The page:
A Message From The Creator


Women’s News: Jezebel Founding Editor Anna Holmes On Her New Book — And How She Changed Women’s Media


The Huffington Post  |  By 

What does it take to get to the top — without losing your center? Our “Making It Work” series profiles successful, dynamic women who are standouts in their fields, peeling back the “hows” of their work and their life, taking away lessons we can all apply to our own.

When Anna Holmes launched Jezebel, an unapologetically political (though never earnest) news and culture site for women, in May 2007, she hoped it would be an “antidote to the superficiality and irrelevance of women’s media properties.” Not only would it cover a broader range of topics for a more diverse group of women, Holmes wanted to politicize her readers by covering issues like abortion rights, talking about feminism and calling out the fashion and media industries for making women feel bad about themselves.

Jezebel’s envelope-pushing, often hilarious content turned out to be exactly what a lot of women were yearning for, and six years later the site is one of the most beloved and influential websites for women. Now Holmes has released “The Book of Jezebel: An Illustrated Encyclopedia of Lady Things,” a coffee table book which encapsulates the subjects and spirit of the site and has the same biting wit — with lots of amazing graphics, photos and drawings thrown in.

The book was edited by Holmes, written by several Jezebel contributors and includes entries on everything from the Immaculate Conception to Angela Merkel to the Rhythm Method.

Holmes recently visited the HuffPost offices to talk about blogger burnout, why she doesn’t have a mentor and how Twitter is like a bar.

Why did you put together this book?

I was burnt out from running the site. Yet I wasn’t able to let go entirely. There’d been some discussion of extending the site’s brand to other mediums like books and TV. I like sitting and reading the dictionary so I got the idea to do a reference book, a sort of encyclopedia of the world according to the sensibilities of the site.

How did you decide which topics to cover? How did it all come together?

It was a lot of work for me and a lot of work for other people. I want to stress that because the people who worked on the book should get a lot of credit. A lot of it was just brainstorming.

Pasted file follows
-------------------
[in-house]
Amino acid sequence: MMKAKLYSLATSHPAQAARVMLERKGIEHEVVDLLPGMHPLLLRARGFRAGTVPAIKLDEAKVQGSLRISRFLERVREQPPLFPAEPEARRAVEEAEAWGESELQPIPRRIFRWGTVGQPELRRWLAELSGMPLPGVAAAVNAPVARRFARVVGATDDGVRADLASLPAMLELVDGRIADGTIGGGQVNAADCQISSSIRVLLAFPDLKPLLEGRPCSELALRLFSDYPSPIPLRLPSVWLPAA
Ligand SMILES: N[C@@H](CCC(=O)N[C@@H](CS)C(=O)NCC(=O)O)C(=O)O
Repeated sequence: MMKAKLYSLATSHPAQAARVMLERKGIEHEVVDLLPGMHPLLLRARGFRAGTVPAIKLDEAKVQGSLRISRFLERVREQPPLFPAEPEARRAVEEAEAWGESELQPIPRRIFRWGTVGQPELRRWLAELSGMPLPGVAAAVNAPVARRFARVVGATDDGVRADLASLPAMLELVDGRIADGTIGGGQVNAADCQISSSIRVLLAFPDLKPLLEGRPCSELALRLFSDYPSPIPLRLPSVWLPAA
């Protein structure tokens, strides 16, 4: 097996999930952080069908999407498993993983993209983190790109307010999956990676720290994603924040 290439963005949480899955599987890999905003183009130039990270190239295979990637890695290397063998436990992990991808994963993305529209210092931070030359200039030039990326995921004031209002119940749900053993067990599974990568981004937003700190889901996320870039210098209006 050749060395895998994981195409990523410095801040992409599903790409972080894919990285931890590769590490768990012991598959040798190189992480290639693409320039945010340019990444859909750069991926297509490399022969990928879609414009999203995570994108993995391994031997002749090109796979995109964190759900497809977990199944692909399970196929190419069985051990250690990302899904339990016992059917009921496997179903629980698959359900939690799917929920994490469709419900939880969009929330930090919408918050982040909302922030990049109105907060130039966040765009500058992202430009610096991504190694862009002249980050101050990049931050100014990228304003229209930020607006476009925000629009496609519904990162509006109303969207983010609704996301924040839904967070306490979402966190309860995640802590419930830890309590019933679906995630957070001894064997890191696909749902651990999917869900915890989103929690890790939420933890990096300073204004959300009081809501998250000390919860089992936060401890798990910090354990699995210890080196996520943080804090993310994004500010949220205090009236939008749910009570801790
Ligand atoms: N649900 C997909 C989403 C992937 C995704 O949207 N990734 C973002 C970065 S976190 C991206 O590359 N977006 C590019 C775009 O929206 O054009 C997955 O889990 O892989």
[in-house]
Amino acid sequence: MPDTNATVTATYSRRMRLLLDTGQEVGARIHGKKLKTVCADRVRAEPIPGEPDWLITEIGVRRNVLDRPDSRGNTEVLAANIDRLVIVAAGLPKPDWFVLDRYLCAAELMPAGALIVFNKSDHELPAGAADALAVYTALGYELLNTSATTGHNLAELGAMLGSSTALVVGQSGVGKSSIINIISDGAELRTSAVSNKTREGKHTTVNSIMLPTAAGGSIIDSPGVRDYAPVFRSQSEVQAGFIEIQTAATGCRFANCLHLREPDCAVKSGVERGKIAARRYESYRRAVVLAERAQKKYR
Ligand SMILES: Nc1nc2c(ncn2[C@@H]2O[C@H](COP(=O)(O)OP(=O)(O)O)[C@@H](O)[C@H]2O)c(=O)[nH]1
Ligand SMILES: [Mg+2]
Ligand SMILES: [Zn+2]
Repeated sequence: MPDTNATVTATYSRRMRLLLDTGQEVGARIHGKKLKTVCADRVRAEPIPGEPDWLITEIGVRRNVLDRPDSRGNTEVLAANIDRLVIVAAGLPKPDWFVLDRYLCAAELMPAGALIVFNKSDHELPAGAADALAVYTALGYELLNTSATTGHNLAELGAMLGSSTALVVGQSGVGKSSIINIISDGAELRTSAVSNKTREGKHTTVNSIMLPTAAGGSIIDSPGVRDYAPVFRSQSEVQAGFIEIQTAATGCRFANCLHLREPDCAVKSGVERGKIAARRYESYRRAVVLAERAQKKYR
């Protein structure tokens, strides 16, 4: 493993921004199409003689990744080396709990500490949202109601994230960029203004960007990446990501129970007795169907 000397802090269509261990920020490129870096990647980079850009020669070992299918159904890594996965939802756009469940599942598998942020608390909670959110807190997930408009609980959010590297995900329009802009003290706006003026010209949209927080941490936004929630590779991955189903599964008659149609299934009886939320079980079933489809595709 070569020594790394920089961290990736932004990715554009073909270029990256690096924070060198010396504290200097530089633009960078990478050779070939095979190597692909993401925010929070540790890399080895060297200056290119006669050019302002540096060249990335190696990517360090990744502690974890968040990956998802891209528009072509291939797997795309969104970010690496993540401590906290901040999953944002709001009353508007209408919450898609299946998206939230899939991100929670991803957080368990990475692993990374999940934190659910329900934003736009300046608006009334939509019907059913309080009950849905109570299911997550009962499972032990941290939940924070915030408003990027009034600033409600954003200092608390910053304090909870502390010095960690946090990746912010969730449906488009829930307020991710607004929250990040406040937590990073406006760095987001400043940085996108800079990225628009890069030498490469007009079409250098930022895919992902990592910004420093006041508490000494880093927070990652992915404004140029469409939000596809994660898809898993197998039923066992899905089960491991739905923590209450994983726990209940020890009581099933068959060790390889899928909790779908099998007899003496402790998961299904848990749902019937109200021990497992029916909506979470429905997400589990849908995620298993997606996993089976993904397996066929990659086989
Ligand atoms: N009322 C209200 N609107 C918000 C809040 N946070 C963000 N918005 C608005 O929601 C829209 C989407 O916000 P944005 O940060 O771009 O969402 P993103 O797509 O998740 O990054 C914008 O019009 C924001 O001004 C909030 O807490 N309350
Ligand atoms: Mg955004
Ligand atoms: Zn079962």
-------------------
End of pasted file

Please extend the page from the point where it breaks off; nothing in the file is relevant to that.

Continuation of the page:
Brainstorming with yourself or with the group?

With myself. Then I sent those files to people to ask what was missing. Then I sat down and read Webster’s dictionary. I didn’t want to miss any words. Then I would kind of just be living my life, think of something and make notes on my phone or a piece of paper and add them too. At some point, I had to stop adding things and start assigning entries. The book took about two and half years. If that was all that I had done, it would’ve been done quicker. But I was also freelancing and I didn’t want to have a crazy, burnout job because I had just come from that.

Read More:  http://www.huffingtonpost.com/2013/10/18/anna-holmes-book-of-jezebel_n_4121511.html?utm_hp_ref=women&ir=Women

Women’s News: The Modern Black Woman


Common misrepresentations of women are said to be that they are weak and inferior to men in which American society continuously place women in these roles within domestic, political, economic, and social settings. The public rarely pays tribute to the feminine heroine because she is unrecognized and unseen in American culture. However, during the 1960s to 1970s, African-American female representation has changed the way we define femininity and the modern woman through the genre known as Blaxploitation. Blaxploitation was a genre created for the black and urban audiences which highlighted black unity and empowerment. With this, the “ideal” black woman has changed. Through the workings of Edward Guerrero, Eithne Quinn, and Yvonne Sims, I am going to explain the key origins and definitions of Blaxploitation in which Guerrero takes a socioeconomic standpoint and Quinn and Sims value a more social view. With Quinn’s and Sims’s point-of-views, I will argue that Blaxploitation have altered the ideas of African-American female representation in which characters like Foxy Brown have assumed masculine traits, thus, making her a stronger female. Lastly, I will discuss what Guerrero is missing in relation to the black female representation compared the real world.